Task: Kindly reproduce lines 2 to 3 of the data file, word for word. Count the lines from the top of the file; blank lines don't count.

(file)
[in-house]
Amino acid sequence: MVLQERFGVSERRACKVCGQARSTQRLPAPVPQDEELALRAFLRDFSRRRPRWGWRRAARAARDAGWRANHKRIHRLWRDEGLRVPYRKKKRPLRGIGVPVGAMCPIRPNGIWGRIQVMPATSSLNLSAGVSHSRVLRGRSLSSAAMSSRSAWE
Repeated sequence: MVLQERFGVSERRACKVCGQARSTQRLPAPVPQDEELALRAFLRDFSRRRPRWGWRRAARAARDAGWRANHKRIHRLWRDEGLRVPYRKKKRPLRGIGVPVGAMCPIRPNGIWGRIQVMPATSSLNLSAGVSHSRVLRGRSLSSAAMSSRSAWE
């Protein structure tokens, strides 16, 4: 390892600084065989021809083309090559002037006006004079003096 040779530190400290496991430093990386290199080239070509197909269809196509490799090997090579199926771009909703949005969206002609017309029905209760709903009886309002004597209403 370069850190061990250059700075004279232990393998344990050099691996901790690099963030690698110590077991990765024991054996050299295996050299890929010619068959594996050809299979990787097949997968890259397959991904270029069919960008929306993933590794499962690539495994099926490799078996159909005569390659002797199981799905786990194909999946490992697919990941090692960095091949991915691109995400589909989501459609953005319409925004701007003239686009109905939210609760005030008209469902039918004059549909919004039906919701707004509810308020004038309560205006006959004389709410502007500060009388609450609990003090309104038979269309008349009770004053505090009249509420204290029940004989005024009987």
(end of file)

Amino acid sequence: MVLQERFGVSERRACKVCGQARSTQRLPAPVPQDEELALRAFLRDFSRRRPRWGWRRAARAARDAGWRANHKRIHRLWRDEGLRVPYRKKKRPLRGIGVPVGAMCPIRPNGIWGRIQVMPATSSLNLSAGVSHSRVLRGRSLSSAAMSSRSAWE
Repeated sequence: MVLQERFGVSERRACKVCGQARSTQRLPAPVPQDEELALRAFLRDFSRRRPRWGWRRAARAARDAGWRANHKRIHRLWRDEGLRVPYRKKKRPLRGIGVPVGAMCPIRPNGIWGRIQVMPATSSLNLSAGVSHSRVLRGRSLSSAAMSSRSAWE